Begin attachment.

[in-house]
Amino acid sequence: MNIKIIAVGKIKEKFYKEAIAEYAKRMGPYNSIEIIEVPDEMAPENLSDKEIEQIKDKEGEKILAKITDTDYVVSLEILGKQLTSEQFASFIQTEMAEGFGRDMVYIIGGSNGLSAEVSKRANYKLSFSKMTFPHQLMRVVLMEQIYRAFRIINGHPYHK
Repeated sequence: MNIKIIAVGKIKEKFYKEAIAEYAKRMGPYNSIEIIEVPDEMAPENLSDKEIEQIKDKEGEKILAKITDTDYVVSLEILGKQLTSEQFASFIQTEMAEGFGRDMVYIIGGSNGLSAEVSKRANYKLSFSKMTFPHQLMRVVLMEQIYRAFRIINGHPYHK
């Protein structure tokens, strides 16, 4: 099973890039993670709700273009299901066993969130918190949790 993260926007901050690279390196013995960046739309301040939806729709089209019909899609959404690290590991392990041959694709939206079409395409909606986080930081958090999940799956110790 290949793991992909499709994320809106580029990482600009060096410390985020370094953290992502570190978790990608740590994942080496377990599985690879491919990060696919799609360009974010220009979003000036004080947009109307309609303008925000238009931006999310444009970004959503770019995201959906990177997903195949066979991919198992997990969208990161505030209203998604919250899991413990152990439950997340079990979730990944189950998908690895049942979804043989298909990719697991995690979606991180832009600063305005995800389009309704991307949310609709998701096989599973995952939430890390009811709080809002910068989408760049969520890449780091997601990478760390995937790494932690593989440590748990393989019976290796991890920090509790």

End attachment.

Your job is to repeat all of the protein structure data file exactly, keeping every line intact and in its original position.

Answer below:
[in-house]
Amino acid sequence: MNIKIIAVGKIKEKFYKEAIAEYAKRMGPYNSIEIIEVPDEMAPENLSDKEIEQIKDKEGEKILAKITDTDYVVSLEILGKQLTSEQFASFIQTEMAEGFGRDMVYIIGGSNGLSAEVSKRANYKLSFSKMTFPHQLMRVVLMEQIYRAFRIINGHPYHK
Repeated sequence: MNIKIIAVGKIKEKFYKEAIAEYAKRMGPYNSIEIIEVPDEMAPENLSDKEIEQIKDKEGEKILAKITDTDYVVSLEILGKQLTSEQFASFIQTEMAEGFGRDMVYIIGGSNGLSAEVSKRANYKLSFSKMTFPHQLMRVVLMEQIYRAFRIINGHPYHK
């Protein structure tokens, strides 16, 4: 099973890039993670709700273009299901066993969130918190949790 993260926007901050690279390196013995960046739309301040939806729709089209019909899609959404690290590991392990041959694709939206079409395409909606986080930081958090999940799956110790 290949793991992909499709994320809106580029990482600009060096410390985020370094953290992502570190978790990608740590994942080496377990599985690879491919990060696919799609360009974010220009979003000036004080947009109307309609303008925000238009931006999310444009970004959503770019995201959906990177997903195949066979991919198992997990969208990161505030209203998604919250899991413990152990439950997340079990979730990944189950998908690895049942979804043989298909990719697991995690979606991180832009600063305005995800389009309704991307949310609709998701096989599973995952939430890390009811709080809002910068989408760049969520890449780091997601990478760390995937790494932690593989440590748990393989019976290796991890920090509790």